Whoopi Goldberg: 'White People' to Blame for Racial Divisions in America
'We need white people to step up' and 'change it,' host of The View argues
Whoopi Goldberg declared during Tuesday's episode of "The View" that "white people" are to blame for America's supposed racial divisions.
Goldberg told her co-hosts that America continues to divide people on "the color of the skin" because "white people" are refusing to "step up" and "change it."
According to Goldberg, "there are still lynchings going on today" because "white people" keep letting Americans believe that their "color of skin" divides them.
The rant from Goldberg was triggered by comments from guest co-host Michele Tafoya — an NBC Sports reporter.
Tafoya made the mistake of wondering out loud in front of the show's left-wing co-hosts why young children are being taught in the classroom that skin color matters so much all of a sudden.
She explained that her son was friends with a black boy and a Korean boy for years when he was younger.
Tafoya said that once the boys got older, their friendships fizzled because the black boy and Korean boy were introduced to their "affinity groups" with other students of the same race.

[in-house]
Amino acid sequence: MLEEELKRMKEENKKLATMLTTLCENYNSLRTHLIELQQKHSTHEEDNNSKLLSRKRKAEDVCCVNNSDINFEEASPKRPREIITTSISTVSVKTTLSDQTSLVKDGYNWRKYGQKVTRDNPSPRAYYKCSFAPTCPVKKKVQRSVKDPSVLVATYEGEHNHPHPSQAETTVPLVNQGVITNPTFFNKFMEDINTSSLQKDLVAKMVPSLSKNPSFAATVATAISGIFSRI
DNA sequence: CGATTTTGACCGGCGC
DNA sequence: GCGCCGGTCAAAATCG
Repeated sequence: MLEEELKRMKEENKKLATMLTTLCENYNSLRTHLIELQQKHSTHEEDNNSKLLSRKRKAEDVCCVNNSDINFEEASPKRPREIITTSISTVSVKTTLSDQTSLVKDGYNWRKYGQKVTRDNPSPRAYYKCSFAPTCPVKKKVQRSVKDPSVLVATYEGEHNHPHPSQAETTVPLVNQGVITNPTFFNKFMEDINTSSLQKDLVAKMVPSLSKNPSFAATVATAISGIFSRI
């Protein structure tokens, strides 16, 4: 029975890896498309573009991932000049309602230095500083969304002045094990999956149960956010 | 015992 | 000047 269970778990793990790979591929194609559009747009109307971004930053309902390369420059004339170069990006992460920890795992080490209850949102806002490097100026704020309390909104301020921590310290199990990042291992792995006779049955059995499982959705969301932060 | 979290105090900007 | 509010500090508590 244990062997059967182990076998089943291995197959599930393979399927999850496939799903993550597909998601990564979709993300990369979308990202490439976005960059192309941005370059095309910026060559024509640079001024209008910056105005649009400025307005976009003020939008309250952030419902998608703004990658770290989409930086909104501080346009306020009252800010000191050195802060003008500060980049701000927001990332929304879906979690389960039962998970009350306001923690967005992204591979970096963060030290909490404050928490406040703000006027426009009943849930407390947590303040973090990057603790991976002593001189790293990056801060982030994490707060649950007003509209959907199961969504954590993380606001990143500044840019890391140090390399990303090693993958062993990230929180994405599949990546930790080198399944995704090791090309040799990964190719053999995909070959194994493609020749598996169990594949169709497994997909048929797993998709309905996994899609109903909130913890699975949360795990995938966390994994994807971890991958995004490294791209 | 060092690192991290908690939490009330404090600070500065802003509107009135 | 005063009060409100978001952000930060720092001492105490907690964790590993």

"Why are we even teaching that the color of the skin matters?" Tafoya asked the panel.
She then echoed the dream of Dr. Martin Luther King, Jr. by saying, "'Cause to me, what matters is your character and your values."
Goldberg quickly fired back at the newbie for questioning modern leftist "values."
"Yes, but you know, you live in the United States," Goldberg told Tafoya.
"You know that color of skin has been mattering to people for years."
"Can't we change it so it doesn't?" Tafoya shot back, her voice raised slightly.
"Well, we need white people to step up and do that!" Goldberg angrily replied.
Tafoya offered that white people have been doing that very thing "since the Civil War," although not perfectly.
However, rational arguments no longer mattered to Goldberg, as she officially got riled up.
"No, no, no, no, they haven't!" Goldberg fired back.
"Listen, when you have a country — or let's talk about a state — where somebody can be hung from a tree, and it's OK?"
"That's not, OK," Tafoya said.
"Well, it was OK. It was OK in the South," Goldberg said.
"People did it all the time. People would run you down. And not that long ago."
Co-host Sunny Hostin then interjected that "there are still lynchings going on today."
She didn't offer any evidence of the "lynching" allegations, however.
Goldberg added that constantly reminding people to feel disgusted about racism is crucial in order to "get to the place that everybody thought we were with race and all the conversations.
"But America has had her reckoning.
"It continues to happen because unless we can say, 'This is what the country was like. This is what we don't want to be anymore,' we have to teach the little ones to respect people because you'll be around people, you'll see people, you'll hear people say things that won't make sense to you.
"This is what happens in the country because we're not past that."